To this we must add that traffic chaos moves to pedestrians. Conclusion: don't stop, you always have to move.
The people of La Paz are a mixture of Sevillian who knows how to get out of a noise of Easter week without pushing anyone and those Madrid people or from Barcelona who are in a hurry all the time. Nobody pushes you, they always dodge you. It is easy to adapt and get hooked. Go, dodge, walk, dodge, but don't stop dry.
Crossing the street is the ultimate adventure. Changing the sidewalk is a task that you know will end your life, or at least with a visit to the nearest hospital.
The sidewalks of La Paz are the showcase of shops © Alamy
Circulatory chaos forces vehicles not to roll at high speed. It is a mass of vehicles that moves in a compact way through the city. A traffic jam that doesn't stop but doesn't stop either.
Pedestrian crossing or not, the procedure is the same: who goes first, has preference. Take courage and pull forward, if you reach the intersection with the car before him, It will stop without beating or insulting you, it works like this.
A centimeter from your leg, but it will stop. If you're scared and braking dry, maybe the car on another lane runs over you, because if you hadn't stopped, it would have happened. First you do it with a sense, and then with the opposite.
It is fascinating to check the management of the spaces that La Paz drivers have. Despite this chaos, they are not altered and rare is the horn that is heard.
It is not casual: Van's They use the horn to warn of their presence and convenience. If you stand in the middle of a sidewalk, you expect a go, there is no other.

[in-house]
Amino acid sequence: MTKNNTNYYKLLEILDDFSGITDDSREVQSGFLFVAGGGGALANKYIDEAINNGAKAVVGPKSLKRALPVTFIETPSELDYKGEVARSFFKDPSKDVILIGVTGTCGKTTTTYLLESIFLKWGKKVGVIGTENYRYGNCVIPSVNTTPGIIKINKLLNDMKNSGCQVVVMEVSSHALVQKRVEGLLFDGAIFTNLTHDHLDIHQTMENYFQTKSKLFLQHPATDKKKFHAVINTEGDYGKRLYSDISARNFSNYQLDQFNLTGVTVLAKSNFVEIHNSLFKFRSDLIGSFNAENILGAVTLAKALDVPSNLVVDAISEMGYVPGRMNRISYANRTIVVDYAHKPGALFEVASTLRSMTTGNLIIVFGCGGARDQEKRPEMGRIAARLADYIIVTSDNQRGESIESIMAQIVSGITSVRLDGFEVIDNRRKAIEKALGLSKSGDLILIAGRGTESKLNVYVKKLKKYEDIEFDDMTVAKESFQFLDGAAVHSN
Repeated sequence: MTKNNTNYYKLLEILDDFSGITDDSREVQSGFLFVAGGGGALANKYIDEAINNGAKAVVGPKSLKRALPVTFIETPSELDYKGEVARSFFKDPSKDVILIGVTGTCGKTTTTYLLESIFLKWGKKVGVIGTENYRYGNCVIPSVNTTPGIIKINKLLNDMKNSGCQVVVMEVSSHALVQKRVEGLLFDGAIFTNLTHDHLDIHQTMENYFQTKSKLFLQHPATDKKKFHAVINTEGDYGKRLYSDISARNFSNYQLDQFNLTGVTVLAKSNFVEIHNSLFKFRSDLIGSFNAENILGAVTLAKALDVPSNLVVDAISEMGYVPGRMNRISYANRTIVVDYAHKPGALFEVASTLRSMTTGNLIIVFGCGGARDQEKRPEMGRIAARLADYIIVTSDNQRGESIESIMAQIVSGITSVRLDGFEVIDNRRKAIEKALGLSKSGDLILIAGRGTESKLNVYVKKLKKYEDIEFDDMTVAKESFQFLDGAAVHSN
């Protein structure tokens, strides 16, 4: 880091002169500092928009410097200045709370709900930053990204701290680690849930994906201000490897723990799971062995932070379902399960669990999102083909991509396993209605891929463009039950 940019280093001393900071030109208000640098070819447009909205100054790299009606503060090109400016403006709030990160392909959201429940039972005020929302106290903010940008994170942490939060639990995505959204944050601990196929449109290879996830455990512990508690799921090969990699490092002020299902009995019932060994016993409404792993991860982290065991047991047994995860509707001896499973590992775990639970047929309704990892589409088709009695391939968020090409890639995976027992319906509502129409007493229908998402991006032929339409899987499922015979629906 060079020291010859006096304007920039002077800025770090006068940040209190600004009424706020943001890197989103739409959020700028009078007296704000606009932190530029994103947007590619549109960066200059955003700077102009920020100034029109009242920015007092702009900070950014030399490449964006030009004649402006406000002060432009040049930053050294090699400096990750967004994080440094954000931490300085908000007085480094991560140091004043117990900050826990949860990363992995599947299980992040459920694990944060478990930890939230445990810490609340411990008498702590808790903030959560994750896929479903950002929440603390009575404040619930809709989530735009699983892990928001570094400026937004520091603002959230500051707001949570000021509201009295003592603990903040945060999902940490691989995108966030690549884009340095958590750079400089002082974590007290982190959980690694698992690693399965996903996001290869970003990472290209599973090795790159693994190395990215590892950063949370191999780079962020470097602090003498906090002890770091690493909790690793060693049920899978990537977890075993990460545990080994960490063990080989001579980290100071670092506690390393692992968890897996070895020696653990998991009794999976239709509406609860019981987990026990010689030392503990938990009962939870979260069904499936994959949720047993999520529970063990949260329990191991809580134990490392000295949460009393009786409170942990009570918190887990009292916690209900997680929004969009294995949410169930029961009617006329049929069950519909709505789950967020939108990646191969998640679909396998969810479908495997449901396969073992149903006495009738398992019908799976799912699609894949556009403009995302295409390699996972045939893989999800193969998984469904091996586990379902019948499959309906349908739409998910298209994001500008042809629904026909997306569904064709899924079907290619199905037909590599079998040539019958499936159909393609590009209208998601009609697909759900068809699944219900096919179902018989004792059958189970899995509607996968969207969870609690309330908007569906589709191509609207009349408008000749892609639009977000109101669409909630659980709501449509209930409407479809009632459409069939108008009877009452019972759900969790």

There are two crucial points to admire this dynamic: the crossing between Murillo and Santa Cruz streets and the Student Square.
Chaotic and agile at the same time, this is the traffic in La Paz © Getty Images
The first is a perpendicular crossing of streets, say, with two lanes each, and the second is a roundabout at the exit of the tourist center of La Paz. In the corner of Murillo is concentrated many people who will catch Van's To another point in the city.
No official stops, La Paz usually congregate in the same place so that the van does not have to stop so many times.
With barely room for two of these cars, a lane is constantly occupied by a stop picking up or dropping passengers, while on the other side they circulate normally.
The crossing is not signposted with traffic lights, so that the law of "who comes first, has the preference" is fulfilled strictly, for pedestrians and for vehicles. It is a circus. The Student Square is another roll.
If we are already in Spain at a roundabout, this is a real show. Vehicles enter and move inch by inch, in the direction they go and following the same law of preference that prevails at crossings.
The first time you get to it you think you're going to be stuck for fifteen minutes but not, chaos causes the traffic jam to flow. Is incredible.
As you walk along the crowded sidewalks of products and people, you successfully cross the street and try to take a picture, the psychosis of altitude sickness has passed.
Peace is a great cost © Alamy
You will suffer, yes, but it is neither so serious nor the trip conditions you. La Paz is not a flat city, it has slopes and stairs that leave you breathless, literally and metaphorically.
You are not the only one, the people of La Paz will not climb much faster than you, rest assured. Lack of oxygen affects everyone without exception. La Paz deserves more days of visit than are normally dedicated as a mere link to the Uyuni salt flats or the Potosí mines.
There is a sense of security uncommon in other South American countries. Don't expect smiles, but yes a people conscious and proud of their roots, that opens the door of an ancient culture to those who are willing to go through it.